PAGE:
Written by Adrienne Farrow, Teacher Christ the King Catholic School

Why are you a Catholic Educator? Just take a second and to stop and think. I can guarantee you, it’s not for the paycheck.

What draws you to teach in a Catholic school? God gives everyone a vocation—something that we are called to do with our life to serve Him on earth. For us educators, it’s teaching His children. We’re in the trenches day after day, responsible for not only teaching our students about language arts, math, science, and the other “key” subjects, but also about how to be a good human being, who loves God and knows that He loves us back. It’s easy to lose sight of why we are teaching in the first place.

Therefore, we need to focus on our WHY. This brings us back to our roots when we’ve had a rough day.

A couple years ago, my husband and I moved across town, and I was searching for a new job. I applied for jobs in a couple districts near our home, but after my interviews, I always felt like something was missing. I had gone to Catholic school for my entire life, including Catholic college and graduate school, and had taught in three Catholic schools (including my student teaching placement). So I spent time personally reflecting on where I felt God calling me professionally. I knew I was called to use my God-given gifts in Catholic schools, so I created my own Personal Mission Statement that I use to guide my teaching and reflect on when my days are rough.

So how do you create your own Personal Mission Statement? You begin by looking at four key aspects of your personal and professional life.

1. Who are you in your faith?

Usually, one of the key requirements for teaching in a Catholic school is that you are Catholic (especially if you will be teaching Religion as a subject). But we all come from different backgrounds in relation to our faith. Some of us are “Cradle Catholics” — we were born into a Catholic family, baptized at a young age, and grew up in a practicing family. Some of us are converts and had an encounter with Jesus that led us to seek more, entering into the Catholic faith as adults. Some of us went to Catholic school.

We all have different relationships with Jesus based off of our own personal experiences. I am a Cradle Catholic. I know that I am a child of God, and I feel deeply connected to Mary. I am also passionate about the Saints and love to know random facts about the men and women who came before me and lived their faith in small and radical ways. Who are YOU in your faith?

2. What is your WHY?

Why are you teaching in a Catholic school? Why did you choose to teach in a Catholic school versus other educational institutions? For me, it’s because I can freely express who I am. If I can’t talk about Jesus, prayer, or the Eucharist, I’m not myself. I love to begin and end my day with prayer. I need to be able to let people know I am praying for them. WHY are you a Catholic School teacher?

3. What do you need?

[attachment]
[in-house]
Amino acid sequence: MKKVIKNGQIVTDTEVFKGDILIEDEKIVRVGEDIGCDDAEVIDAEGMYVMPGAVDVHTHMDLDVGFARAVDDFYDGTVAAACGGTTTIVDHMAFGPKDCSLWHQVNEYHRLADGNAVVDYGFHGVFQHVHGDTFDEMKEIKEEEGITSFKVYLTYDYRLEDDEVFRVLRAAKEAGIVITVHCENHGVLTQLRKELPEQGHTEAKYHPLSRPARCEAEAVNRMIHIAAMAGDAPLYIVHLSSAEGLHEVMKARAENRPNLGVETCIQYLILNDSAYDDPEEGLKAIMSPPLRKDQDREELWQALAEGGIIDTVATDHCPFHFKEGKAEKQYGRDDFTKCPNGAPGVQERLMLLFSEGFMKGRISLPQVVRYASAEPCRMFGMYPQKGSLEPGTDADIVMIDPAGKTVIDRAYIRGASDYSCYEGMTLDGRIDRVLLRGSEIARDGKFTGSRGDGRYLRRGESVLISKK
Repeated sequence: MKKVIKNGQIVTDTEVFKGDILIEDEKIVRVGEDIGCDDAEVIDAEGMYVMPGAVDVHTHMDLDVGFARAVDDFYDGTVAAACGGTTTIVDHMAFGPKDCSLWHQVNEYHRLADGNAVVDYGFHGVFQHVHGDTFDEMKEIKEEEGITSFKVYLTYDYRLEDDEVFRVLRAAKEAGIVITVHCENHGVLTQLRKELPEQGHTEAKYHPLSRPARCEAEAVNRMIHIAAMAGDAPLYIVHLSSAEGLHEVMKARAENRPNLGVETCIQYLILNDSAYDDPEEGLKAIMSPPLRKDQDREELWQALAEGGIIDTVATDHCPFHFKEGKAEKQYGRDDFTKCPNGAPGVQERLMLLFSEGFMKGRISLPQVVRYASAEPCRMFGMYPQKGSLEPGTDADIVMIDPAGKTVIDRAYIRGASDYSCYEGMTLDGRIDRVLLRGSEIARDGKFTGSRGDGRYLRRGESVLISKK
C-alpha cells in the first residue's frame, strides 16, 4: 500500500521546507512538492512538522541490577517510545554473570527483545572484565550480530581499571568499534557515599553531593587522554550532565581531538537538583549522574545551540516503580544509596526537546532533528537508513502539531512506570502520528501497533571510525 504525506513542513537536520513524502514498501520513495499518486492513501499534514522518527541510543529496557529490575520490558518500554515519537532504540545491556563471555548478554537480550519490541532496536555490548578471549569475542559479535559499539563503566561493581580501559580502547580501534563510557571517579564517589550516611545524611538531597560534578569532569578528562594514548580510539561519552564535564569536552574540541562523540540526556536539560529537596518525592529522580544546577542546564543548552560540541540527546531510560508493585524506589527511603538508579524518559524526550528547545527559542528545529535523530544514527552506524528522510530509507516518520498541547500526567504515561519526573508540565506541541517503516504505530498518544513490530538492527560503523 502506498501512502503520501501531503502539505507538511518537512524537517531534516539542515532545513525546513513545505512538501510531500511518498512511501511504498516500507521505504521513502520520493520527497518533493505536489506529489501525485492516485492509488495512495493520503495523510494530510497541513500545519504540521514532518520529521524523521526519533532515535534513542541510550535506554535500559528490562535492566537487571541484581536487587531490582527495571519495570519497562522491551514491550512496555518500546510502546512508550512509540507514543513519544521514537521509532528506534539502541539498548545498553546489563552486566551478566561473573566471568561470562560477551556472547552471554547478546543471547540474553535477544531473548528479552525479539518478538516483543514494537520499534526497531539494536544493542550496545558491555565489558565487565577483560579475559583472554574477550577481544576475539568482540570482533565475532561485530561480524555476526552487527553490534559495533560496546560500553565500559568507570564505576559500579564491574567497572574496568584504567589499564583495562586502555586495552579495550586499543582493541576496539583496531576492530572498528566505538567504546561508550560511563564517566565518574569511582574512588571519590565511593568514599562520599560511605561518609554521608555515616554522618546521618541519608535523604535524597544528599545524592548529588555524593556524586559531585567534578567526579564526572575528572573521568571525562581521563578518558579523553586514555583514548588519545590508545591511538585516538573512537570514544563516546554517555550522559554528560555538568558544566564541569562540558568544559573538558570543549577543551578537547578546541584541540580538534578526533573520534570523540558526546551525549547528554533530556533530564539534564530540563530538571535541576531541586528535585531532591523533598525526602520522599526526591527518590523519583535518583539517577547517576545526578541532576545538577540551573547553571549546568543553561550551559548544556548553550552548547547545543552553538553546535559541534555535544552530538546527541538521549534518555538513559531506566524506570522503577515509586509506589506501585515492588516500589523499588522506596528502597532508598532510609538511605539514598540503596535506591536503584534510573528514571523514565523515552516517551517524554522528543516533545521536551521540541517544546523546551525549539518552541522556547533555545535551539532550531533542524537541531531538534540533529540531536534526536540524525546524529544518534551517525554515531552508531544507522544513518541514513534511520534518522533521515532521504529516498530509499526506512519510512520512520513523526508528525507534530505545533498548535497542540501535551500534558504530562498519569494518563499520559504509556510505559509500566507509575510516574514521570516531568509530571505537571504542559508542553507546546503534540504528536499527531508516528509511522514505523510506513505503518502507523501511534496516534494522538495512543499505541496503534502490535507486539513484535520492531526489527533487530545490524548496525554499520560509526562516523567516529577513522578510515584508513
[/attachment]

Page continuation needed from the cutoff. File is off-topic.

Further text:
We all need something to grow deeper in our faith and to share it with others. What do you need to be a witness to Christ to your students? I need three things: First, I need the Eucharist. I can’t survive without feeling intimately connected to Jesus in the Eucharist. Secondly, I need updated resources to help me learn how to help make the Catholic faith relevant to the youth that I work with on a daily basis. Finally, I need prayers, both for me and for my students. What do YOU need?

4. What kind of witness do you want to be?

Finally, we need to look at what kind of witness we want to be to our students. Jesus calls us to share the Good News on a daily basis. We share this both with our words and with our actions. What do you want your students to know about being Catholic just by interacting with you? I strive to be authentic daily. I want my students to not only know their faith but also to LIVE their faith. I also don’t want my students to be scared or ashamed to be witnesses of Jesus. What kind of witness do you want to be to your students?

So what do we do now?

Take one aspect of each of the four parts described above and combine it into your own Personal Mission Statement. Mine is:

I am an authentic Catholic who loves and embraces all that I work with. I do not judge. I work towards inspiring my students to not just know their faith but to live their faith. I am fueled by the Eucharist and inspired through prayer. I am a witness for Christ.

Find a place to put your personal mission statement so that you will see it on a daily basis. I have mine on my lesson planning binder. Share it with colleagues and refine it often. As you grow in your personal, spiritual, and professional lives, you will find parts of your personal mission statement that you would like to modify.  I hope that your Personal Mission Statement will help you flourish as a Catholic School Educator!

Want more? Read our blog Engaging Students in Faith in a Catholic Education!


Contributing Author

Adrienne is currently the Coordinator of Youth Ministry at Christ the King Church and School in Milwaukie, Oregon. A Catholic educator for nearly seven years, Adrienne teaches 7th and 8th grade Religion for the school and coordinates the Youth Ministry program for the parish. She received her BA in International Studies from Seattle University and her Master’s of Arts in Teaching from the University of Portland. Adrienne is passionate about making the Catholic faith authentic and relatable to youth today and helping Catholic school educators feel equipped to teach the Catholic faith with confidence. She is blessed with an amazingly supportive husband, Jon, her daughter, Evelyn, and her schnoodle, Russell.

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